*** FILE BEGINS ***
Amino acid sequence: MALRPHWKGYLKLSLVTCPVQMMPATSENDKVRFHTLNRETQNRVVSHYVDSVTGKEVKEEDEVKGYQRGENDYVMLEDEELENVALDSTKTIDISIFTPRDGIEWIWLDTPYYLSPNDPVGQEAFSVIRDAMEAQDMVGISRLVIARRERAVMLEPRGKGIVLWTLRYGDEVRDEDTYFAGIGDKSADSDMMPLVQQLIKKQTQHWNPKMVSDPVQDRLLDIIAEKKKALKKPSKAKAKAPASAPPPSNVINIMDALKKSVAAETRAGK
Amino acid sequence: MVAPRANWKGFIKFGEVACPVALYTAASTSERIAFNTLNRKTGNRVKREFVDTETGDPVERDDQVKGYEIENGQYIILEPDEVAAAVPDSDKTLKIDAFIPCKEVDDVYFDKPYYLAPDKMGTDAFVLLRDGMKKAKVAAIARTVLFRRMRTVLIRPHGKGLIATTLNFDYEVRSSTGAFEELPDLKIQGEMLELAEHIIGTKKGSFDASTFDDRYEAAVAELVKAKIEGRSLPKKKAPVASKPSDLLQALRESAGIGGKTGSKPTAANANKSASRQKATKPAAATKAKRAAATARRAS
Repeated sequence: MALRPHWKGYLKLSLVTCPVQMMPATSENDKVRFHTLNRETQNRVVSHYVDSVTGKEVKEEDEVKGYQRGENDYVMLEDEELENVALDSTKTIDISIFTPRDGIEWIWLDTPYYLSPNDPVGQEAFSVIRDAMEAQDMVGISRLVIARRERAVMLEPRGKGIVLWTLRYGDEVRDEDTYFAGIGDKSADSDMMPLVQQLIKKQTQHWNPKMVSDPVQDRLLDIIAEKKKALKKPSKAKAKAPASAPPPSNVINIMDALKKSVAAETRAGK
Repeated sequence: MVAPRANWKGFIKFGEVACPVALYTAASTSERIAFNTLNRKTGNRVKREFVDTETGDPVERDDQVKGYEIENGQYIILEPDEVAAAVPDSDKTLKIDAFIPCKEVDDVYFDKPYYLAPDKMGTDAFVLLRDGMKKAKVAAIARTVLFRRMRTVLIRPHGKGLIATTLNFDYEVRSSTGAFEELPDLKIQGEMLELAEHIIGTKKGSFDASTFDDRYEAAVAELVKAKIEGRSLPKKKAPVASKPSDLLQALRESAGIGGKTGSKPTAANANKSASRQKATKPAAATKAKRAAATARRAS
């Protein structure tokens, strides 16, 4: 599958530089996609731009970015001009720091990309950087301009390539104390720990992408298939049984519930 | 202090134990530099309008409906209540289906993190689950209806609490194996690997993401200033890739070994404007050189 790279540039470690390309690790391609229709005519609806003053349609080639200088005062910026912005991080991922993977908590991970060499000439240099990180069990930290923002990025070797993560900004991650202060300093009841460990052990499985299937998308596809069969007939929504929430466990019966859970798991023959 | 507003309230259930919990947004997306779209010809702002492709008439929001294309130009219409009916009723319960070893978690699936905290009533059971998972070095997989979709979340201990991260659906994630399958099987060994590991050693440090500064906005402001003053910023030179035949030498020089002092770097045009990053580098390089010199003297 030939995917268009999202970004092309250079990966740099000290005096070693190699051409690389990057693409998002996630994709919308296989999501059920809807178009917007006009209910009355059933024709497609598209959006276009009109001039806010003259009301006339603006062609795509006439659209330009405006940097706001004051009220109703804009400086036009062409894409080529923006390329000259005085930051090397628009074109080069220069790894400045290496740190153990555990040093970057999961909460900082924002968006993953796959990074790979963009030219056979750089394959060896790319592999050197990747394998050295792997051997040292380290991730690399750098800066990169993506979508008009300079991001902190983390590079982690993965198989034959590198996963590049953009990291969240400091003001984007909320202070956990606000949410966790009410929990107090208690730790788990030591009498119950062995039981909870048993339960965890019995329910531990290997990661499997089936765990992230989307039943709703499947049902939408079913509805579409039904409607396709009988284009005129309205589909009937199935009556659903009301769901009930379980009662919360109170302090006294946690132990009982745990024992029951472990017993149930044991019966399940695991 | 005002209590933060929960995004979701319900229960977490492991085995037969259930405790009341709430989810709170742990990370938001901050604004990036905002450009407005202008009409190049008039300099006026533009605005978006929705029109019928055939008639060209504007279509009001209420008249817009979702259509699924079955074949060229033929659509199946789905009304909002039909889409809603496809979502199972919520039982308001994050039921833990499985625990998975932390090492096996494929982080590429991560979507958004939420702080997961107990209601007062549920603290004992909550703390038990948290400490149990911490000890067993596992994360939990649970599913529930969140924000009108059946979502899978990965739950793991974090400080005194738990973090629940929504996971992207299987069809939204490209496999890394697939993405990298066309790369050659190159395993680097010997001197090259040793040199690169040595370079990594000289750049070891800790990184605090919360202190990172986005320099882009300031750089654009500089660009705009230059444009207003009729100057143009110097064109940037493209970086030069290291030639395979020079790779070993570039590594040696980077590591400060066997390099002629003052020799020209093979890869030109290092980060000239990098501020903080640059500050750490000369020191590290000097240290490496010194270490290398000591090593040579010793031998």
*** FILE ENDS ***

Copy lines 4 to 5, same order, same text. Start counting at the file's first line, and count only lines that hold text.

Repeated sequence: MVAPRANWKGFIKFGEVACPVALYTAASTSERIAFNTLNRKTGNRVKREFVDTETGDPVERDDQVKGYEIENGQYIILEPDEVAAAVPDSDKTLKIDAFIPCKEVDDVYFDKPYYLAPDKMGTDAFVLLRDGMKKAKVAAIARTVLFRRMRTVLIRPHGKGLIATTLNFDYEVRSSTGAFEELPDLKIQGEMLELAEHIIGTKKGSFDASTFDDRYEAAVAELVKAKIEGRSLPKKKAPVASKPSDLLQALRESAGIGGKTGSKPTAANANKSASRQKATKPAAATKAKRAAATARRAS
């Protein structure tokens, strides 16, 4: 599958530089996609731009970015001009720091990309950087301009390539104390720990992408298939049984519930 | 202090134990530099309008409906209540289906993190689950209806609490194996690997993401200033890739070994404007050189 790279540039470690390309690790391609229709005519609806003053349609080639200088005062910026912005991080991922993977908590991970060499000439240099990180069990930290923002990025070797993560900004991650202060300093009841460990052990499985299937998308596809069969007939929504929430466990019966859970798991023959 | 507003309230259930919990947004997306779209010809702002492709008439929001294309130009219409009916009723319960070893978690699936905290009533059971998972070095997989979709979340201990991260659906994630399958099987060994590991050693440090500064906005402001003053910023030179035949030498020089002092770097045009990053580098390089010199003297 030939995917268009999202970004092309250079990966740099000290005096070693190699051409690389990057693409998002996630994709919308296989999501059920809807178009917007006009209910009355059933024709497609598209959006276009009109001039806010003259009301006339603006062609795509006439659209330009405006940097706001004051009220109703804009400086036009062409894409080529923006390329000259005085930051090397628009074109080069220069790894400045290496740190153990555990040093970057999961909460900082924002968006993953796959990074790979963009030219056979750089394959060896790319592999050197990747394998050295792997051997040292380290991730690399750098800066990169993506979508008009300079991001902190983390590079982690993965198989034959590198996963590049953009990291969240400091003001984007909320202070956990606000949410966790009410929990107090208690730790788990030591009498119950062995039981909870048993339960965890019995329910531990290997990661499997089936765990992230989307039943709703499947049902939408079913509805579409039904409607396709009988284009005129309205589909009937199935009556659903009301769901009930379980009662919360109170302090006294946690132990009982745990024992029951472990017993149930044991019966399940695991 | 005002209590933060929960995004979701319900229960977490492991085995037969259930405790009341709430989810709170742990990370938001901050604004990036905002450009407005202008009409190049008039300099006026533009605005978006929705029109019928055939008639060209504007279509009001209420008249817009979702259509699924079955074949060229033929659509199946789905009304909002039909889409809603496809979502199972919520039982308001994050039921833990499985625990998975932390090492096996494929982080590429991560979507958004939420702080997961107990209601007062549920603290004992909550703390038990948290400490149990911490000890067993596992994360939990649970599913529930969140924000009108059946979502899978990965739950793991974090400080005194738990973090629940929504996971992207299987069809939204490209496999890394697939993405990298066309790369050659190159395993680097010997001197090259040793040199690169040595370079990594000289750049070891800790990184605090919360202190990172986005320099882009300031750089654009500089660009705009230059444009207003009729100057143009110097064109940037493209970086030069290291030639395979020079790779070993570039590594040696980077590591400060066997390099002629003052020799020209093979890869030109290092980060000239990098501020903080640059500050750490000369020191590290000097240290490496010194270490290398000591090593040579010793031998």